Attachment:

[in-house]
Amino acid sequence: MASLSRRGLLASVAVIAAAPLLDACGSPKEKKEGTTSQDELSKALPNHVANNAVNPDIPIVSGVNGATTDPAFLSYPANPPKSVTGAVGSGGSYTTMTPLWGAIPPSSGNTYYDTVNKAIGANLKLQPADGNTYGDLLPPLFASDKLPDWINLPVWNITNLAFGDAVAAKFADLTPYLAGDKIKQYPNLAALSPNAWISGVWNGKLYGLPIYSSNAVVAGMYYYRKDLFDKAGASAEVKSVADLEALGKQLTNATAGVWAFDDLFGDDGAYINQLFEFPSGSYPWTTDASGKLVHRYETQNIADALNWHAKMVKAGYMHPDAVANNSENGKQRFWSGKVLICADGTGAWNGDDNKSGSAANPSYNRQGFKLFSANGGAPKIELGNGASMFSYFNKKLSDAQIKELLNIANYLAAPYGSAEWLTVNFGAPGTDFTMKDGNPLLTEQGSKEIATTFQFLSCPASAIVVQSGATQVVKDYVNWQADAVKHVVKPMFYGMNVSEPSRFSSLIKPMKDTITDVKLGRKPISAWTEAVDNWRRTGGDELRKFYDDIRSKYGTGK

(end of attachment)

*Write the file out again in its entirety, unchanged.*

[in-house]
Amino acid sequence: MASLSRRGLLASVAVIAAAPLLDACGSPKEKKEGTTSQDELSKALPNHVANNAVNPDIPIVSGVNGATTDPAFLSYPANPPKSVTGAVGSGGSYTTMTPLWGAIPPSSGNTYYDTVNKAIGANLKLQPADGNTYGDLLPPLFASDKLPDWINLPVWNITNLAFGDAVAAKFADLTPYLAGDKIKQYPNLAALSPNAWISGVWNGKLYGLPIYSSNAVVAGMYYYRKDLFDKAGASAEVKSVADLEALGKQLTNATAGVWAFDDLFGDDGAYINQLFEFPSGSYPWTTDASGKLVHRYETQNIADALNWHAKMVKAGYMHPDAVANNSENGKQRFWSGKVLICADGTGAWNGDDNKSGSAANPSYNRQGFKLFSANGGAPKIELGNGASMFSYFNKKLSDAQIKELLNIANYLAAPYGSAEWLTVNFGAPGTDFTMKDGNPLLTEQGSKEIATTFQFLSCPASAIVVQSGATQVVKDYVNWQADAVKHVVKPMFYGMNVSEPSRFSSLIKPMKDTITDVKLGRKPISAWTEAVDNWRRTGGDELRKFYDDIRSKYGTGK